Thursday, March 26, 2009

Teens find new dark tales to satisfy their Twilight craving

Fiona Purdon writing in Brisbane's Courier Mail:

FIRST there was Harry Potter, then there was Twilight. Now there is a swag of new authors writing young adult fiction vying to become the next big thing. And it's all to do with fantasy and vampires.

One of the best is Suzanne Collins's New York Times top-five bestseller The Hunger Games (Scholastic, $17.99), the movie rights of which have already been scooped up by Hollywood.
There is no vampire in sight but the gripping book is about deadly reality television show Hunger Games and, like Twilight, there is a strong emotional undercurrent between teen contestants Katniss and Peeta, who face the ultimate survival choice: kill or be killed.

Australia's initial 20,000 copies of this month's release have already been snapped up by shops, prompting a 5000 reprint order for the first in a trilogy.
Twilight author Stephenie Meyer says she was up all night reading The Hunger Games.

Another to look out for is Kristin Cashore's Graceling (Gollancz, $32.99), which was published in Australia in November to quickly become a science-fiction bestseller.

Cassandra Clare's series the Mortal Instruments trilogy, which concludes with City of Glass (Walker, $24.95) to be released this week, is one of publisher Walker children's books top three Australian releases this year, with an expected sales target of 20,000.
The series has been endorsed by Meyer.
Jace is a shadow hunter in the series, which is based in a demon world in a parallel universe to Manhattan.
Vampires and werewolves are prominent in the evocative and mesmerising story concerning Jace and teenager Clary Fray, a human who has a rare gift of seeing the shadow world.

The vampire series seducing many fans is Sookie Stackhouse by Charlaine Harris.
The series was first published pre-Twilight in 2004, but has been given new life with the hit television series True Blood, showing on Foxtel's Showcase.

Since the release of the award-winning first book Dead Until Dark (Gollancz, $22.99) more than 3.5 million Stackhouse books have been sold.
They have spent months on the New York bestsellers' list.
The ninth book, Dead and Gone, will be published in June.
Sookie is a cocktail waitress in the small rural Louisiana town of Bon Temps and has a telepathic gift. She falls in love with strong and quiet vampire Bill, whose mind she cannot read.
Gollancz publicist Brendan Fredericks says that there has been a growing trend for girls to be the main protagonists in young adult fiction.
"As females tend to read more than boys, especially growing up, strong female characters, like Sookie, are popular," Fredericks says.
"It is really good to see this trend increasing with young adult books such as Katsa in Graceling and Mary in The Forest of Hands and Teeth.
"I think the love stories in these books, set against horror/fantasy/supernatural backgrounds, also make them appealing."
The Forest of Hands and Teeth (Gollancz, $29.99, released next month), by Carrie Ryan, has a strong romance element, similar to Twilight, but the main character Mary faces life-and-death decisions concerning zombies rather than vampires.

While Twilight remains the New York Times' top-selling children's series, the No.3 series is The House of Night books.
The books from this series have been on the list for 25 weeks.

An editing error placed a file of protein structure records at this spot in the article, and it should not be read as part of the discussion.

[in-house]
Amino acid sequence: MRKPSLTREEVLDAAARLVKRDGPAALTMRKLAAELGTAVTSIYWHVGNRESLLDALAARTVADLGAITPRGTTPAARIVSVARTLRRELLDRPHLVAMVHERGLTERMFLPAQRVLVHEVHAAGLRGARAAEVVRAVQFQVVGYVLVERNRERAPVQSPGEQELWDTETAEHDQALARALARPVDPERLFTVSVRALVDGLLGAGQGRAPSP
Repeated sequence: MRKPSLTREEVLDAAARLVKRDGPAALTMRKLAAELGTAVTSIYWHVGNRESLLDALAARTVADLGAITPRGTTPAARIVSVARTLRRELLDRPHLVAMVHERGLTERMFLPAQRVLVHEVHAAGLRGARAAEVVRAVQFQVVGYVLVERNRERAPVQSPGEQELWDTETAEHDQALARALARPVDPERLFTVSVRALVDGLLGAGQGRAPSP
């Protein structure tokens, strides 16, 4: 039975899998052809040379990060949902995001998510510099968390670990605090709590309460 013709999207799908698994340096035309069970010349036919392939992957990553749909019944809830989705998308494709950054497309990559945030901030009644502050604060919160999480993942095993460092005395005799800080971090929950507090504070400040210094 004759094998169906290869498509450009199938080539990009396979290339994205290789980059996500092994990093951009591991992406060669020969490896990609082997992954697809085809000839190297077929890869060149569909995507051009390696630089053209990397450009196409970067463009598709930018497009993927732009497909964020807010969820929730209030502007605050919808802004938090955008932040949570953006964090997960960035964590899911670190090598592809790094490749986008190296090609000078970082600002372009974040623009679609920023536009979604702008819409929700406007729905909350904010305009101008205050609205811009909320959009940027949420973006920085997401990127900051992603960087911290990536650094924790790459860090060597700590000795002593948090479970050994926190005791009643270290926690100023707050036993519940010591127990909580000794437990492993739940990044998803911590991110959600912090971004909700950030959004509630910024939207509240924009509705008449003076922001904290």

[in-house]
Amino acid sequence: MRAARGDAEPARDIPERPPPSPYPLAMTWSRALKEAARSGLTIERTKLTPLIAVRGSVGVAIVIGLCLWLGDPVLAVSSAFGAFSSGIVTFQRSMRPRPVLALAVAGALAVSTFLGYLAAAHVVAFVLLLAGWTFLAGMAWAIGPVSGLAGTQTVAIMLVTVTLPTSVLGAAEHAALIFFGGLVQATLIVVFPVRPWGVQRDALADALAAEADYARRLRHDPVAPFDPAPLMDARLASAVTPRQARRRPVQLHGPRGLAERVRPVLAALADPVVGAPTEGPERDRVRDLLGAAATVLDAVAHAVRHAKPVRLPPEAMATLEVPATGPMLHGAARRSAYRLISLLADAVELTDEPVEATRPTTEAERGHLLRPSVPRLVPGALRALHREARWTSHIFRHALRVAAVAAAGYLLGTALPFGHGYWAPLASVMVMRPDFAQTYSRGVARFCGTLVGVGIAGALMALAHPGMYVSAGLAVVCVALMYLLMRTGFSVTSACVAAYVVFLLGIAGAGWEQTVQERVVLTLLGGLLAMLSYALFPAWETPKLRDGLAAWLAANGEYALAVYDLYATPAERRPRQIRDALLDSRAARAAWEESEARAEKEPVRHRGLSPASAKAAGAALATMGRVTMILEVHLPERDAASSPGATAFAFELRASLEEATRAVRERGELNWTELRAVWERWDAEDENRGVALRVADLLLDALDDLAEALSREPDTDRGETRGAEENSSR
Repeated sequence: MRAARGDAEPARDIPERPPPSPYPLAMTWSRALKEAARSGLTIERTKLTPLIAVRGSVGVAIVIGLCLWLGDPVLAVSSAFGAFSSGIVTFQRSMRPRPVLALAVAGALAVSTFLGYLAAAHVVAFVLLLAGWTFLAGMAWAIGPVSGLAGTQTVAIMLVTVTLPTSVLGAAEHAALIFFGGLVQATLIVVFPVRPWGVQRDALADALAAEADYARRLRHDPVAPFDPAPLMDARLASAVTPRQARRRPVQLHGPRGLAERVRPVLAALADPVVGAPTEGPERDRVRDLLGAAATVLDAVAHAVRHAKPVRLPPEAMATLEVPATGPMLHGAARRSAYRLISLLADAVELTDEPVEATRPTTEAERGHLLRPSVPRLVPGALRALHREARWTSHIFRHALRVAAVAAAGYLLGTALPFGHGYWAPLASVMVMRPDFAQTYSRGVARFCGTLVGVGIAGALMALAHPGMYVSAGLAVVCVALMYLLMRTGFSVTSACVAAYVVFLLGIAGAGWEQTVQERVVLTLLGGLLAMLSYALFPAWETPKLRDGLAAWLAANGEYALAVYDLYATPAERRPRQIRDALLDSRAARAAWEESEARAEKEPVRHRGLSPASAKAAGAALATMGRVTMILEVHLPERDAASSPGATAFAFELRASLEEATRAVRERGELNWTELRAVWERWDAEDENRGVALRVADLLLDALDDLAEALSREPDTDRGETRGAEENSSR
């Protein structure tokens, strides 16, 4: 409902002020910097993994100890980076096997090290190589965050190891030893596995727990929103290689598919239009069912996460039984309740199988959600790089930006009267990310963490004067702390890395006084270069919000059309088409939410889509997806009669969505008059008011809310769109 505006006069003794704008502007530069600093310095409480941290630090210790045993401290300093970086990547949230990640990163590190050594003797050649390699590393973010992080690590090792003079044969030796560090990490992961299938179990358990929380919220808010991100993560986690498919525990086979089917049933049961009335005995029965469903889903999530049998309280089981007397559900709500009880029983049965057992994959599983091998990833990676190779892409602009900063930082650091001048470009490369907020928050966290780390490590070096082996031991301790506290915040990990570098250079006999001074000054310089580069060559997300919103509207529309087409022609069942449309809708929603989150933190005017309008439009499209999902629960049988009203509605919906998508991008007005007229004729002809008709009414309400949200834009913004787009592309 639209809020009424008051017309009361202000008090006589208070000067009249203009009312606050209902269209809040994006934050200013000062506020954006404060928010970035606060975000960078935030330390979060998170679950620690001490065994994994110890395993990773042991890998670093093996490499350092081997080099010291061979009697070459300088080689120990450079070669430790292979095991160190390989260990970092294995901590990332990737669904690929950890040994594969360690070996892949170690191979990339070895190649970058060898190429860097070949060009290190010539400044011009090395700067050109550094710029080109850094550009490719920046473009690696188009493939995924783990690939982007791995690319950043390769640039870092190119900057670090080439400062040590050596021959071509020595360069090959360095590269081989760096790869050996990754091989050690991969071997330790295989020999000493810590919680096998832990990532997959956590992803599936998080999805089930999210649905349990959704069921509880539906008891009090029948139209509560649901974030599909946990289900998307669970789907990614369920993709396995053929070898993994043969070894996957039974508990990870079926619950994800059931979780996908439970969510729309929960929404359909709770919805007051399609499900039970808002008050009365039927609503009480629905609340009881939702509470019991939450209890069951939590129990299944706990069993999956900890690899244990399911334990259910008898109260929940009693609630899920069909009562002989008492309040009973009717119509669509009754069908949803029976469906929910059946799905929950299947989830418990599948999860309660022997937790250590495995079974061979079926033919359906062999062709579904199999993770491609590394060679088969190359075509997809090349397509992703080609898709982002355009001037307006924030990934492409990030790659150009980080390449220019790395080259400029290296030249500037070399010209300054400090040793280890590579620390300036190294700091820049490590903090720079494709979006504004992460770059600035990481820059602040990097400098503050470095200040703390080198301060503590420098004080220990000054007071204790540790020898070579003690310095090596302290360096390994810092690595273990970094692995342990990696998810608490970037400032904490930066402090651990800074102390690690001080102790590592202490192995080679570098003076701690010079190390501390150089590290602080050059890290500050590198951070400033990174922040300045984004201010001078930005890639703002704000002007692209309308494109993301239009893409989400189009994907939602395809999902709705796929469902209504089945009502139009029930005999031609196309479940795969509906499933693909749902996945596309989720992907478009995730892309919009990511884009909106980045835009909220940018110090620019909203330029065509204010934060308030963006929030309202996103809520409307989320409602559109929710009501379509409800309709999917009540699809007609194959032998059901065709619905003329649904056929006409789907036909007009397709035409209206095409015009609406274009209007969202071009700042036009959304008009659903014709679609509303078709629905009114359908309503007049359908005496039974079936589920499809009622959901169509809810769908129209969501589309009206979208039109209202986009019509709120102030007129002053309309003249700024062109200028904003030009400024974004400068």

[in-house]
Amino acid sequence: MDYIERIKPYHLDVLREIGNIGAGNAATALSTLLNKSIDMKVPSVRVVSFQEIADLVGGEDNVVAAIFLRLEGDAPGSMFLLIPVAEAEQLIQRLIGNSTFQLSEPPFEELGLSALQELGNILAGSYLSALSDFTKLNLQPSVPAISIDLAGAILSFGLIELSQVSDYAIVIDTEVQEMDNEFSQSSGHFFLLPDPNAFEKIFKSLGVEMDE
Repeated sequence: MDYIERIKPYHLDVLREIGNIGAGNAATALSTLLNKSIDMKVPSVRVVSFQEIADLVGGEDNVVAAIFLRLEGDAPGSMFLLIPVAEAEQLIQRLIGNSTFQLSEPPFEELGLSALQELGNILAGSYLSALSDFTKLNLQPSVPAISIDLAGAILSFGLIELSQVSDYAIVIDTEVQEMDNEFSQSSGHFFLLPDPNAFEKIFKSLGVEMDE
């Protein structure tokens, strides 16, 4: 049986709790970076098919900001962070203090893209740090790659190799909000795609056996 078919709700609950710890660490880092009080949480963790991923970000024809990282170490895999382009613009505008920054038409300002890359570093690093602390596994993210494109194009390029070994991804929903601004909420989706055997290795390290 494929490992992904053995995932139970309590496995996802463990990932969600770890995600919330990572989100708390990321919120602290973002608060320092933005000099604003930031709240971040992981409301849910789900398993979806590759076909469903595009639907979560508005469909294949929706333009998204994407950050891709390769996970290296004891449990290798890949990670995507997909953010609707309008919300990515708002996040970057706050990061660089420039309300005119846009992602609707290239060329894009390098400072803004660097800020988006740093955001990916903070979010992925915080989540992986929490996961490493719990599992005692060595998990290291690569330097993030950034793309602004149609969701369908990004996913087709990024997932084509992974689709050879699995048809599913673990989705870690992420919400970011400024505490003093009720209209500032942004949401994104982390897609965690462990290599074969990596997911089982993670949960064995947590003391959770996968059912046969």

The books, written by mother and daughter PC and Kristin Cast, are set in a vampire finishing school in Tulsa, Oklahoma, and begin when 16-year-old Zoey Redbird is marked to be a vampire.
The first three books Marked (Orbit, $16.99) Betrayed and Chosen will be re-released in Australia in May with new stylish covers and are more risque than Twilight.
Untamed and Hunted will be released in July, while in October Tempted will be released worldwide.
The series follows the adventures of Zoey and has a formulaic feel.

Another popular series among Australian teens is Anna Godbersen's Luxe series ($19.95, Penguin), starting with Luxe (released last September) and this month's follow-up Rumours, which are historical romances set in the sumptuous world of late 19th-century Manhattan.
British publisher Gillian Redfern says supernatural books have always been popular but Twilight created a wider appeal for the genre.
"What Twilight has done is bring that to the attention of readers who would otherwise never think to pick this kind of book up," she says.
"It's been amazing in creating new interest in the genre and in boosting it by bringing a whole new generation of readers to dark fantasy books.
"I don't think we're all looking for a copy-cat vampire story.
"I'm sure people will be inspired by Twilight and we will be looking for something as strong, but different to read
And just for the record, if you are wondering about the impact of young adult fiction in the marketplace, while 40 million-plus copies of Twilight have sold so far worldwide, the Harry Potter series has hit the 400 million-plus mark and is still selling.
Note - all prices mentioned are in Australian dollars.

The Twilight phenomenon continues:
The DVD of the Twilight movie is out in NZ on 22 April and there’s lots of buzz around that.
It’s just on sale at Walmart in the US:
- Walmart have had more pre-orders for Twilight DVD than any previous DVD
- They now have dedicated Twilight “stores” within many Walmart stores- the opening page has a Twilight section.

DVD distributor Sony says that they have had more orders for this DVD than any previous from one of their major customers (but can’t say who).

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